Perhaps the most important property of a quality of life questionnaire used in clinical trials is the ability of its results to be understood or placed in context. It is also the property most overlooked in quality of life or symptom based questionnaires. It answers the question appropriately asked about many results—“So what?” If a study shows that four out of the eight domains of the SF-36 improve significantly (statistically), what is the clinical significance of this? If one domain improves by 25%, is this a large increase? Does this magnitude of change indicate a life changing event or merely a minor improvement in one aspect of a patient’s life? This property of a questionnaire is referred to as interpretability and should be grounded in the experience of patients, not in statistics.2 No generic quality of life instrument or symptom based questionnaires have published evidence on interpretability. Only nine of the published sleep apnoea clinical trials (<10%) used a disease specific quality of life instrument and most of these had not described the property of interpretability. It is therefore difficult, if not impossible, to estimate from the published literature the clinical importance and magnitude of the change in patients’ lives when they have been adequately treated for sleep apnoea.
The QSQ, like the Sleep Apnoea Quality of Life Index, provides “consumers” with a minimal important clinical difference. This draws a line in the sand which allows researchers to describe the percentage of patients improved to this extent, and suggests that a statistically significant mean result that is less than this may not be clinically significant. The QSQ has evaluated this property in a relatively small number of patients and obtained rather large numbers for their minimal important clinical difference—much larger than similarly constructed questionnaires for other disease states and for the Sleep Apnoea Quality of Life Index.4 The exact reason for this discrepancy is not clear from the description of their methods or the discussion of their results. It may be related to the small numbers of patients studied or because they chose to use a self-administered format rather than the interviewer administered format of most other questionnaires. Additional research is required to evaluate this property further. Notwithstanding this, the development of the QSQ establishes an important standard for a self-administered sleep apnoea disease specific questionnaire to which researchers and readers of clinical trials in this field should pay attention.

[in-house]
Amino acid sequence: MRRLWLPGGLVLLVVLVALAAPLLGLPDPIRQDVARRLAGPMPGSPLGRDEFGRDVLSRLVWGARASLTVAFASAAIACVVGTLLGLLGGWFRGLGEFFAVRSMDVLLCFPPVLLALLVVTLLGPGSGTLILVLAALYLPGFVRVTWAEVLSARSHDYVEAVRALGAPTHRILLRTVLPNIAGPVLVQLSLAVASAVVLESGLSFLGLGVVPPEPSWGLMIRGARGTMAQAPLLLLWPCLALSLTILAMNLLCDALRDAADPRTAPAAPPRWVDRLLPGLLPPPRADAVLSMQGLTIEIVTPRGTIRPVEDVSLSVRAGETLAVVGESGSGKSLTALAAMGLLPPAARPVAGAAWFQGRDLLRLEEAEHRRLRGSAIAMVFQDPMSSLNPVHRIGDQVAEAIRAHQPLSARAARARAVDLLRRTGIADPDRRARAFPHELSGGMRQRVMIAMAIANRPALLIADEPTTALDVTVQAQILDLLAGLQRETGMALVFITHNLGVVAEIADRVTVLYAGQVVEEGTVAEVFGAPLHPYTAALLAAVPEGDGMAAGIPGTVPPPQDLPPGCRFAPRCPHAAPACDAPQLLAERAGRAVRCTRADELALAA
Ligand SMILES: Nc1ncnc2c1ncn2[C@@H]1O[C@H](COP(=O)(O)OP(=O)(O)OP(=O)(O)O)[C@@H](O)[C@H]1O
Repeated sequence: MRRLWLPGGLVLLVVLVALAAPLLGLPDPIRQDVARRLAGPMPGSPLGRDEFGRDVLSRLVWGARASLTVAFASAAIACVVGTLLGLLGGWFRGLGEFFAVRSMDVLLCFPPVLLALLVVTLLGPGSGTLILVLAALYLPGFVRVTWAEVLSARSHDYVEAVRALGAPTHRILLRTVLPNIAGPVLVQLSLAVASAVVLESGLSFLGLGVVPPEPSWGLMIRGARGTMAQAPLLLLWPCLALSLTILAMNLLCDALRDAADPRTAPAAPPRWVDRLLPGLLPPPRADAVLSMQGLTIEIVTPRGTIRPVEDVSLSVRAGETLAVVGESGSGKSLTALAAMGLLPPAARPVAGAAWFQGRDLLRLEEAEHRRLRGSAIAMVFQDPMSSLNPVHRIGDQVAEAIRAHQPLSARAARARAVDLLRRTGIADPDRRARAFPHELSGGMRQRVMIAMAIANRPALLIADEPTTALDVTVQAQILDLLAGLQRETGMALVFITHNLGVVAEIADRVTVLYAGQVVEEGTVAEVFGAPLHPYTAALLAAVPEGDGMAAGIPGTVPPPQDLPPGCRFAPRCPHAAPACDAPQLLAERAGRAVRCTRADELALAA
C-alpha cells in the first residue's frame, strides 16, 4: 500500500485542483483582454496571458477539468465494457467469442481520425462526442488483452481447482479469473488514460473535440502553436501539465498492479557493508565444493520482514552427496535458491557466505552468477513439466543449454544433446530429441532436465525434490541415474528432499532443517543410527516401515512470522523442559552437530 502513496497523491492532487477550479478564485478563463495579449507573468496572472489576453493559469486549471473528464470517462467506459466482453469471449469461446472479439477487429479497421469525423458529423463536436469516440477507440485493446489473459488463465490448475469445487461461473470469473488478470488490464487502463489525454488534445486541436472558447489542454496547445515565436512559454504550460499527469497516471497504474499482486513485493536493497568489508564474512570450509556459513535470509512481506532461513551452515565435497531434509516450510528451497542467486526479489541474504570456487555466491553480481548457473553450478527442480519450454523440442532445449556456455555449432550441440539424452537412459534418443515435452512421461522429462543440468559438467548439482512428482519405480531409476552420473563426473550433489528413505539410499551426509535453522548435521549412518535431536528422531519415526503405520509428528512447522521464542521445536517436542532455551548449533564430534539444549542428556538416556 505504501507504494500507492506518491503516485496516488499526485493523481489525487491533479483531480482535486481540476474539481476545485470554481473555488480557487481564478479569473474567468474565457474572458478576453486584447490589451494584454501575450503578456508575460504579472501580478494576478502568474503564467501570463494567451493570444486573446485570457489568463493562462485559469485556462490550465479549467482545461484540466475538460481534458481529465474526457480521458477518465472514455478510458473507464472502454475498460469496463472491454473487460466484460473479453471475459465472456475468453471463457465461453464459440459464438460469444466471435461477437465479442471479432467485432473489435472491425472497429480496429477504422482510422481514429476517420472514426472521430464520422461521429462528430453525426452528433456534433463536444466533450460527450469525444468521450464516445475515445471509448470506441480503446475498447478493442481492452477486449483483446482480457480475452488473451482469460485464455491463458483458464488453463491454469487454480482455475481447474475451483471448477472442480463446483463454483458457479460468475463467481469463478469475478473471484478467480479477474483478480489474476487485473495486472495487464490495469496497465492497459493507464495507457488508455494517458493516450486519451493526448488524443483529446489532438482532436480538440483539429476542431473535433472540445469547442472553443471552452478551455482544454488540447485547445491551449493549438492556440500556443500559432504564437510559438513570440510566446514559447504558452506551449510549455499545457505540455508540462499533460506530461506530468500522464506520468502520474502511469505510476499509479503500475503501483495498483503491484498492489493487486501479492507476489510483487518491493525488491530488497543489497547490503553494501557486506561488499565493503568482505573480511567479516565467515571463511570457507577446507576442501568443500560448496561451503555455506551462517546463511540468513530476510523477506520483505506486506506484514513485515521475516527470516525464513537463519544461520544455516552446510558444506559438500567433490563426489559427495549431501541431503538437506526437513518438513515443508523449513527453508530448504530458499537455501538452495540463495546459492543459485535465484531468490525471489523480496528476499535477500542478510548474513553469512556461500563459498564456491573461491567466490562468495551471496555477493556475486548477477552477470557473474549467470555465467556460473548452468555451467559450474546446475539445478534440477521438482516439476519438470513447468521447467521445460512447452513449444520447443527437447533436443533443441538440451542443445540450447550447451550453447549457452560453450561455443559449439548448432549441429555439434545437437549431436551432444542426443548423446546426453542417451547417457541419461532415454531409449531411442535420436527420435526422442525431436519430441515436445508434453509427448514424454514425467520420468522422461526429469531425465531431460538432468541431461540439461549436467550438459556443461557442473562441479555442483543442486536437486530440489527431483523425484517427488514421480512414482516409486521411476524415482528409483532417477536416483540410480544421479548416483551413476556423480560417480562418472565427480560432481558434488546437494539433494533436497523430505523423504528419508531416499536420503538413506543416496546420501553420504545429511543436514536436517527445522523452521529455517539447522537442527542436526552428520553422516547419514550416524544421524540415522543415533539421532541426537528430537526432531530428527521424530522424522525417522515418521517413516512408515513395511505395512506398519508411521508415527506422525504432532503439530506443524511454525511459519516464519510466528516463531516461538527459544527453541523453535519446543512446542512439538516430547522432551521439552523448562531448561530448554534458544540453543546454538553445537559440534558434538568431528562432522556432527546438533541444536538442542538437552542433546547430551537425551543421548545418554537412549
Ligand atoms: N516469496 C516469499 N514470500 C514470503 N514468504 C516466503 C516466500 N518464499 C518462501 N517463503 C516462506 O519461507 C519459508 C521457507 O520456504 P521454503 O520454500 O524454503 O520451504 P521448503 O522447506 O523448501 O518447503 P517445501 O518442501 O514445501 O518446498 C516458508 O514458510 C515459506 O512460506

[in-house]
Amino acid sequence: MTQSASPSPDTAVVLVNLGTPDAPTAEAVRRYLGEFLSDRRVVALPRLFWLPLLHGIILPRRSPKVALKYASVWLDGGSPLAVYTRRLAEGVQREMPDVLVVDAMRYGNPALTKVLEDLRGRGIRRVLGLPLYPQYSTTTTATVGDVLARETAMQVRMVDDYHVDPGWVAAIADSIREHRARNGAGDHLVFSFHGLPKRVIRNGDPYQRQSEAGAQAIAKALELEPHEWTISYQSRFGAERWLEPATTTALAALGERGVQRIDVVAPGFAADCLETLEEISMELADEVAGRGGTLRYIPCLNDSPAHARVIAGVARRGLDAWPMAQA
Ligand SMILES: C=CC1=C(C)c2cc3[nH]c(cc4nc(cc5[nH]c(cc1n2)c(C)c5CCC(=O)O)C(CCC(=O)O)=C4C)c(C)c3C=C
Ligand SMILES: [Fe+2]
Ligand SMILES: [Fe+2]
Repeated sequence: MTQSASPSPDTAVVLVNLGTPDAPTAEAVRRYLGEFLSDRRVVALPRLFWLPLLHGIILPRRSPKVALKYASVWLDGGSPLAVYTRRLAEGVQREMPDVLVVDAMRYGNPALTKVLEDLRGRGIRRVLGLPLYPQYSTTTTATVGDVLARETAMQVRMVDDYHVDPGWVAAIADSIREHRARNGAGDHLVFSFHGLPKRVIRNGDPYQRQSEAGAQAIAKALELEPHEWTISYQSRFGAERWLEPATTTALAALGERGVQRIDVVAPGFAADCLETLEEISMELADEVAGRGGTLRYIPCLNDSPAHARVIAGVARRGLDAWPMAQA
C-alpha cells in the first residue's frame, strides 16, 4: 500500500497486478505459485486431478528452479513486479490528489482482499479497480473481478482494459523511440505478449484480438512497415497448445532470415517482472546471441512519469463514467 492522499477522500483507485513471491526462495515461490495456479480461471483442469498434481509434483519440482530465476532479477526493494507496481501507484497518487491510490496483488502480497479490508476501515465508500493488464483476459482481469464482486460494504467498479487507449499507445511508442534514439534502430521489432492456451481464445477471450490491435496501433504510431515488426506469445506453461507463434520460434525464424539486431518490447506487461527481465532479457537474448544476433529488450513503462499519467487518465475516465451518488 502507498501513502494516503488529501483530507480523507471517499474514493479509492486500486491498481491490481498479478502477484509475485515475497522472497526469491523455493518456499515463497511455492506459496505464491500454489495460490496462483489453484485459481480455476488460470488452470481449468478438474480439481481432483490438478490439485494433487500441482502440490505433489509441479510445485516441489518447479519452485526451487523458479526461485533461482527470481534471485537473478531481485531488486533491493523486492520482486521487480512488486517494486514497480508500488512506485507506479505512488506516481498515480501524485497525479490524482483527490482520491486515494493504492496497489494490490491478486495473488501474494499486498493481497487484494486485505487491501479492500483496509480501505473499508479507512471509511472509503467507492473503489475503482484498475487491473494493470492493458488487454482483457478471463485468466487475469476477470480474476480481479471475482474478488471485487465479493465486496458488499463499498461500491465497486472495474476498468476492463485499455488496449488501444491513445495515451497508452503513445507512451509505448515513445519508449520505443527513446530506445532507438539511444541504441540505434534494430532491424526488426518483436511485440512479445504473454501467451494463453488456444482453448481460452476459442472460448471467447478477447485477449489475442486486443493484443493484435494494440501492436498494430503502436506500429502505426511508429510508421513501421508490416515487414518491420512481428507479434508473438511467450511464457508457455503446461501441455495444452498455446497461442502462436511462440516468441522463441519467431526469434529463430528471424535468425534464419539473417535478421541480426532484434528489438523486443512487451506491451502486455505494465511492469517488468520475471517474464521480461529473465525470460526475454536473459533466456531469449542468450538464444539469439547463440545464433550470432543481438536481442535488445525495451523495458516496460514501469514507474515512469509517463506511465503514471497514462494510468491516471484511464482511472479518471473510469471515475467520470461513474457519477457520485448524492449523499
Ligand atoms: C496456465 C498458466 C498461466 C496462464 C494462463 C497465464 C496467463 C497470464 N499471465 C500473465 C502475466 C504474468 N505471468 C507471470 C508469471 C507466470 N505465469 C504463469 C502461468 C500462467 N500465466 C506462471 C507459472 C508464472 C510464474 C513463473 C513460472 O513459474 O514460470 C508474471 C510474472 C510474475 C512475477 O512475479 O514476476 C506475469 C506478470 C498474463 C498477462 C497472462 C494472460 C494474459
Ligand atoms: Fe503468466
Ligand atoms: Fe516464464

A new self-administered disease specific questionnaire for sleep apnoea